Vaginal discharge in pregnancy
All women, whether they’re pregnant or not, have some vaginal discharge starting a year or two before puberty and ending after the menopause. How much discharge you have changes from time to time and it usually gets heavier just before your period.
Is it normal to have vaginal discharge in pregnancy?
Yes. Almost all women have more vaginal discharge in pregnancy. This is quite normal and happens for a few reasons. During pregnancy the cervix (neck of the womb) and vaginal walls get softer and discharge increases to help prevent any infections travelling up from the vagina to the womb.
Towards the end of pregnancy, the amount of discharge increases and can be confused with urine.
In the last week or so of pregnancy, your discharge may contain streaks of thick mucus and some blood. This is called a 'show' and happens when the mucus that has been present in your cervix during pregnancy comes away. It's a sign that the body is starting to prepare for birth, and you may have a few small 'shows' in the days before you go into labour.
Increased discharge is a normal part of pregnancy, but it's important to keep an eye on it and tell your doctor or midwife if it changes in any way.
When to see your midwife or GP
Tell your midwife or doctor if:
- the discharge is coloured
- it smells strange
- you feel itchy or sore
Healthy vaginal discharge should be clear and white and should not smell unpleasant. If the discharge is coloured or smells strange, or if you feel itchy or sore, you may have a vaginal infection.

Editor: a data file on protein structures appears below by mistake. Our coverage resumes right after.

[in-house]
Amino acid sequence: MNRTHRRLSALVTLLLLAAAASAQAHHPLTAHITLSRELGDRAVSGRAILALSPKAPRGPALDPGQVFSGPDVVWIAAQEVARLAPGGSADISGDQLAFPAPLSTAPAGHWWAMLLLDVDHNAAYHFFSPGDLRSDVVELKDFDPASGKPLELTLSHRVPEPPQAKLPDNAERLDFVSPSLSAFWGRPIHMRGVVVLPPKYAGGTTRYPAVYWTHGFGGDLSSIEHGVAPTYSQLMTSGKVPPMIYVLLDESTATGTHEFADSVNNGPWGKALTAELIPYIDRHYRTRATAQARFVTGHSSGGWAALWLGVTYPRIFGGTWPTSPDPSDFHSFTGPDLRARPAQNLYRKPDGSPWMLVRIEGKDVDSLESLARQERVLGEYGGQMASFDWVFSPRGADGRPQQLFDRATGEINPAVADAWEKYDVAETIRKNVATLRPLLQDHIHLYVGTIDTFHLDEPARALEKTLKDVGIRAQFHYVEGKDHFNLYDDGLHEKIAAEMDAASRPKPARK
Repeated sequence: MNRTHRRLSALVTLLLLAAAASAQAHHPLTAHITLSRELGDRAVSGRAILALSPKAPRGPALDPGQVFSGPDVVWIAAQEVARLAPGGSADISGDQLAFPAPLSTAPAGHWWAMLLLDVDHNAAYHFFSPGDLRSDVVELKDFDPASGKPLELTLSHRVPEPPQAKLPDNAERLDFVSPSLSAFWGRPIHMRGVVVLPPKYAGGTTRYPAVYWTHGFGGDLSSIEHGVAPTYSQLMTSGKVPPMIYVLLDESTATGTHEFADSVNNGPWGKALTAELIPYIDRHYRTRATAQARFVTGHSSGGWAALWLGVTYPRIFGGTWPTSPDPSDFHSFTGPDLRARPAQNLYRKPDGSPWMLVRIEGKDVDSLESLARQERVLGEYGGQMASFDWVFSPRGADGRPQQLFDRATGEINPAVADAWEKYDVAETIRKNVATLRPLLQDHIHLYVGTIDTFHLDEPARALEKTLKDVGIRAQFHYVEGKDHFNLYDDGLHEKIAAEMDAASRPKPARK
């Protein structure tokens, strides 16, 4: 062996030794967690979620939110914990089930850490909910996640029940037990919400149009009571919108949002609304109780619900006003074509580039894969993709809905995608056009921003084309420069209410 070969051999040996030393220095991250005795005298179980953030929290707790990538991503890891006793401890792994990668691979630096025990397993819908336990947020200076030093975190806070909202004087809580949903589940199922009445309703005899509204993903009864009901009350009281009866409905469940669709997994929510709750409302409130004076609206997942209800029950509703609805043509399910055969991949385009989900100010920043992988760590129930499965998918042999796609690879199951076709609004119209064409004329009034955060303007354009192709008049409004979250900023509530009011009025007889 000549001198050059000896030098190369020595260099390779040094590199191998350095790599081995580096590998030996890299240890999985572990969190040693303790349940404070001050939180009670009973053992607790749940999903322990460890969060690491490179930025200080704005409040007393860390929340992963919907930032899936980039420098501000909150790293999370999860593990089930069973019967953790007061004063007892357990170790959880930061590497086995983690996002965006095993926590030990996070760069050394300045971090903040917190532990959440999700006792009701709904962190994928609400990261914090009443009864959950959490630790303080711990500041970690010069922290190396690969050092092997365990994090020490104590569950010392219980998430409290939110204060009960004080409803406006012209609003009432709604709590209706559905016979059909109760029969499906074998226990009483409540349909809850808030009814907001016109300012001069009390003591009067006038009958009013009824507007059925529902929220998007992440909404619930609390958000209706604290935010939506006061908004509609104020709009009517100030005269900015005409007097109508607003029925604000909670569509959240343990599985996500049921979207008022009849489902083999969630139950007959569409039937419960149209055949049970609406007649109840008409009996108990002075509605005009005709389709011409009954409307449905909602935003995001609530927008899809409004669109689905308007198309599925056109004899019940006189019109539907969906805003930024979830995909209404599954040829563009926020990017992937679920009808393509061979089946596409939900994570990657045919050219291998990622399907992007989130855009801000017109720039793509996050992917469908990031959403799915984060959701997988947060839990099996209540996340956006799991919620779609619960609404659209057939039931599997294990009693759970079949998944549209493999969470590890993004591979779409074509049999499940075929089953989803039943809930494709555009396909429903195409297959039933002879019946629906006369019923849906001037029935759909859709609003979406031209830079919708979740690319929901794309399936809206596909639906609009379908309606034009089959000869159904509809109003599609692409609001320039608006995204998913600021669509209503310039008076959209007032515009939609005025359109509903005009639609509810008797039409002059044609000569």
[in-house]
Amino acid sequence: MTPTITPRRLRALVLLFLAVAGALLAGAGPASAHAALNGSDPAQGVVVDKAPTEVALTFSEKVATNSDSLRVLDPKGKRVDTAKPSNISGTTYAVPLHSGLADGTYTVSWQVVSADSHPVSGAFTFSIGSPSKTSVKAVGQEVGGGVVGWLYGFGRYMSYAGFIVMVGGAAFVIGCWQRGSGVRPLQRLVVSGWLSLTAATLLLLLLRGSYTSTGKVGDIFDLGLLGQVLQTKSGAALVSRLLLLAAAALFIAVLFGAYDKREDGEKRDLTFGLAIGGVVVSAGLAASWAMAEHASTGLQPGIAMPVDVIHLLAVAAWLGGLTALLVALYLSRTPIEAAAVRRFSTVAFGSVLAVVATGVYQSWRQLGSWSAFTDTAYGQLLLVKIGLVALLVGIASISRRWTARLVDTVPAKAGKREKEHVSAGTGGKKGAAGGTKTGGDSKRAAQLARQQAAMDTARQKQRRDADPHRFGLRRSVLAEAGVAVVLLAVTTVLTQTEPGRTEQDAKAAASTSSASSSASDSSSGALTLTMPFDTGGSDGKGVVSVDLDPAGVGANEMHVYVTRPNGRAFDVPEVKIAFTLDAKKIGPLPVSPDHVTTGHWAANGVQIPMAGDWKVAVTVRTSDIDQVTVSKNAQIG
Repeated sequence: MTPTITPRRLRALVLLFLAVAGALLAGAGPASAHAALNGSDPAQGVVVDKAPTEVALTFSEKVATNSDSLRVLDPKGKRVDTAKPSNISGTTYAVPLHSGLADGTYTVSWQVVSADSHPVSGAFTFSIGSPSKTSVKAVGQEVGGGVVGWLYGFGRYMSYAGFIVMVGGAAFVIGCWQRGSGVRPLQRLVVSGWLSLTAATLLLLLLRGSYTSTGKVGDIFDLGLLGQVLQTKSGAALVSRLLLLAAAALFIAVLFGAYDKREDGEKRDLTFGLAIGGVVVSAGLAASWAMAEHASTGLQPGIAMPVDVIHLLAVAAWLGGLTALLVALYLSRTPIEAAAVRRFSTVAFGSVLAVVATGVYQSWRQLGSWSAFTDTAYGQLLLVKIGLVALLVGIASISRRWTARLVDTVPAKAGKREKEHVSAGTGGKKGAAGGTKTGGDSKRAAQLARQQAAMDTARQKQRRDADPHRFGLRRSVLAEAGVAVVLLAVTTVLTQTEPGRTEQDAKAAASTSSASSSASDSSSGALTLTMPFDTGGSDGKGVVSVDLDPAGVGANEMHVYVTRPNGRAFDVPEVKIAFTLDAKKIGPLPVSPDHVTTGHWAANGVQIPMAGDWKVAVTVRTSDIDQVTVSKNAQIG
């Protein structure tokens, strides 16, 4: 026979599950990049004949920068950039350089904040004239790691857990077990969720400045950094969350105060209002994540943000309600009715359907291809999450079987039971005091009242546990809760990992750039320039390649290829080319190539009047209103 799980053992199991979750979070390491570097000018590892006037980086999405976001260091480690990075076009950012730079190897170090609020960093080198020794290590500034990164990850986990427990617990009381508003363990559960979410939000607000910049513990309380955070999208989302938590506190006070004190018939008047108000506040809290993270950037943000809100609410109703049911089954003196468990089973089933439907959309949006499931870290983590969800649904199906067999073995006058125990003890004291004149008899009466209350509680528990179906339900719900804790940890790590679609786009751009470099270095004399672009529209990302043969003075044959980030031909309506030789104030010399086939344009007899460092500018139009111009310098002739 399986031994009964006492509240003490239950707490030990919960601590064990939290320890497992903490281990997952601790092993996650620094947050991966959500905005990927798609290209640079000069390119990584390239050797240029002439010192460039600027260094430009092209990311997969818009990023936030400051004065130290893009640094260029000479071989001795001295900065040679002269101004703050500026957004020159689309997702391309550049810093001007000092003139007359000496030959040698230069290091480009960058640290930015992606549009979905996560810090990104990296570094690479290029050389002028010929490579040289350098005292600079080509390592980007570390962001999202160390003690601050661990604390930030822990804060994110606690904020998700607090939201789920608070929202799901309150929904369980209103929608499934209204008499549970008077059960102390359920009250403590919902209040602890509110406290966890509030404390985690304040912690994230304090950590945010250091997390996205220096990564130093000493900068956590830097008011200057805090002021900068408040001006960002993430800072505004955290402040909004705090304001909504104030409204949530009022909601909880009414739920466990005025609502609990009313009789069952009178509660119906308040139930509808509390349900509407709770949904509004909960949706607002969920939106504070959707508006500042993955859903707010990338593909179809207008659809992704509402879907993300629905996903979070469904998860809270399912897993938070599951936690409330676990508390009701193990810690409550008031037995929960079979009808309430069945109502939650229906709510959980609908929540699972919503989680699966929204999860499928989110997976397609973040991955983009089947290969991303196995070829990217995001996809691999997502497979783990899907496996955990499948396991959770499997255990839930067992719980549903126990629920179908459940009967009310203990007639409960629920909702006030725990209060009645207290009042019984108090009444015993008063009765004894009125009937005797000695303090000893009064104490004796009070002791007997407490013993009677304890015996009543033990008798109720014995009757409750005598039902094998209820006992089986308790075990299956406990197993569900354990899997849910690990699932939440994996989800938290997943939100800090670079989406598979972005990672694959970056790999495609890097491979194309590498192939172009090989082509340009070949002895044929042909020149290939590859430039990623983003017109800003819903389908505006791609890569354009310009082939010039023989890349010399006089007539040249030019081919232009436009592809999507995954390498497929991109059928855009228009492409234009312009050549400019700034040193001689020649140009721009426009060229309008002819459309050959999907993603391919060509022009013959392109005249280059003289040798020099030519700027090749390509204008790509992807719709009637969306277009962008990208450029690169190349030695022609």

The most common infection is thrush, which your doctor can treat easily. You should not use some thrush medicines in pregnancy.
Always talk to your doctor, pharmacist or midwife if you think you have thrush. You can help prevent thrush by wearing loose cotton underwear, and some women find it helps to avoid perfumed soap or perfumed bath products.
Find out more about vaginal discharge, preventing thrush and treating thrush.
You should also tell your midwife or doctor if your vaginal discharge increases a lot in later pregnancy.
If you have any vaginal bleeding in pregnancy, you should contact your midwife or doctor. Lots of women lose a small amount of blood during pregnancy, and this is usually nothing to worry about. However, it can sometimes be a sign of a more serious problem such as a miscarriage or a problem with the placenta.